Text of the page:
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Lace Shorts for Men Spark Debate on Social Media

Still, we have a long way to go when it comes to fully embracing the shift in what men's and women's clothing looks like. The fact that the RompHim — the men's romper that went viral a few weeks ago — was so polarizing proves that there is work still to be done. Earlier this week, we were introduced to another viral clothing trend aimed at the male market. reference Ladies, gentlemen, and people of all genders, let us introduce you to lace shorts… for men! https://twitter.com/Sparkiebaby/status/869296157545172992 The shorts were photographed on the set of rapper Cazwell’s new music video. Cazwell apparently had the shorts made exclusively by Hoza Rodriguez, designer and owner of streetwear brand Hologram City. Cazwell posted a photo of the entire outfits, paired with matching lace shirts. Like rompers, lace has typically been reserved for women’s fashion, and of course, people on social media had lots to say about the look, which Popsugar notes was spied on the Versace runway in 2013 and Gucci in 2015. It's clear that some people aren't too keen on lace shorts for guys. A Twitter user posted an image of the shorts, asking women if they would allow their male significant others to wear them. There was a huge response coming from people opposed to the look, with one particular commenter saying , "If your man wears these it is time to trade her in for a real man." If the late music legend Prince could wear Victorian peasant blouses and sequined jumpsuits back in the ‘80s and rapper Young Thug could wear a dress by Italian designer Alessandro Trincone on the cover of his 2016 Jeffrey mixtape, anything should be possible.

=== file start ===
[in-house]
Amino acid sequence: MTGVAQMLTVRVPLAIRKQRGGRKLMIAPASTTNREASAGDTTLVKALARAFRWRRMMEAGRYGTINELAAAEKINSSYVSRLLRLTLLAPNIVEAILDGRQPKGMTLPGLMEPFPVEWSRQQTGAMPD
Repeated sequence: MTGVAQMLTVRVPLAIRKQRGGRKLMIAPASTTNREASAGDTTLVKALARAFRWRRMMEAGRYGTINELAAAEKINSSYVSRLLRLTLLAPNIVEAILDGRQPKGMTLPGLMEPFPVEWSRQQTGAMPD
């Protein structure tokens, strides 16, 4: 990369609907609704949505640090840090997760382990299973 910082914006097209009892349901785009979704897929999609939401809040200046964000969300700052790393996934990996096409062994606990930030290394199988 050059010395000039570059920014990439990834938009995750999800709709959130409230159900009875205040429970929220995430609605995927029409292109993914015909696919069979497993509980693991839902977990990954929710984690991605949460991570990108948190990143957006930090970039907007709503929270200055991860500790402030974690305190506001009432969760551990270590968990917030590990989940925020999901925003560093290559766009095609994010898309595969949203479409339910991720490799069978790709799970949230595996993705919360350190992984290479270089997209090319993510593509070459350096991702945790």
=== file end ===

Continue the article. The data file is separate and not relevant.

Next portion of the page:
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Worn by a model sat with her head bowed down in a prayer-like position, the show began as three fellow models entered the runway, each helping to unclip the gown's billowing skirt so that it spread across the catwalk resembling a prayer-mat before all four women began ชุดคอสเพลย์ to utter a series of prayers in sync. It was a powerful introduction to the innovative and politically motivated collections which followed. An invasion of colour, maximalist textures and a Miu Miu-like abundance of feathers brightened the catwalk as Rosie Danford-Phillips 's collection took to the stage. Influenced by "an intense desire to infect sterile white spaces with nature", Danford-Phillips's uplifting designs added an injection of vibrancy to the roster of talent on display. "Tick, tick, boom" were the words repeated from what sounded like a Forties radio recording as Pippa Harries 's conceptual collection came down the catwalk. Her designs cleverly reflected the intrinsic domesticities of everyday life through a series of sartorial motifs, with one model dragging a tired-looking iron down the catwalk whilst another repeatedly blew her nose in a scrunched up hankerchief. "The dynamics to human interaction and how this translates in personality is prominent in my practice. I utilise this interest to investigate the relationship between wearer and their clothing habits, creating the archetypes of the ordinary routine. This allows me to appreciate tradition and classic line, whilst celebrating the ritual of routine," she explained. It was all Alice in East London Wonderland for millinery designer Jing Tang , who showcased her elaborate hat designs on three male models, wheeling out a giant apple which they subsequently opened to reveal a rotten interior.

For the original version including any supplementary images or video, visit http://www.vogue.co.uk/gallery/rca-graduate-fashion-show